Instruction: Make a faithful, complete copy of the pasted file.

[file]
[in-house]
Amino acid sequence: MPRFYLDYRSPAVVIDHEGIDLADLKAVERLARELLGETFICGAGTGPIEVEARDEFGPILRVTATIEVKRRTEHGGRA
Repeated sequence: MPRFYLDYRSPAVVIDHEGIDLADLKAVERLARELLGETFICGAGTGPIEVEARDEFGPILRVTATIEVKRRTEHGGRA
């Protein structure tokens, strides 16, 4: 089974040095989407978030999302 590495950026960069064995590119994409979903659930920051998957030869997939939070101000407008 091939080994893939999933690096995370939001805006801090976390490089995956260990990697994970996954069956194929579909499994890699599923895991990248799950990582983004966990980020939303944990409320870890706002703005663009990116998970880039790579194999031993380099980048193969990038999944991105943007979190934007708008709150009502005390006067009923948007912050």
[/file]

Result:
[in-house]
Amino acid sequence: MPRFYLDYRSPAVVIDHEGIDLADLKAVERLARELLGETFICGAGTGPIEVEARDEFGPILRVTATIEVKRRTEHGGRA
Repeated sequence: MPRFYLDYRSPAVVIDHEGIDLADLKAVERLARELLGETFICGAGTGPIEVEARDEFGPILRVTATIEVKRRTEHGGRA
């Protein structure tokens, strides 16, 4: 089974040095989407978030999302 590495950026960069064995590119994409979903659930920051998957030869997939939070101000407008 091939080994893939999933690096995370939001805006801090976390490089995956260990990697994970996954069956194929579909499994890699599923895991990248799950990582983004966990980020939303944990409320870890706002703005663009990116998970880039790579194999031993380099980048193969990038999944991105943007979190934007708008709150009502005390006067009923948007912050």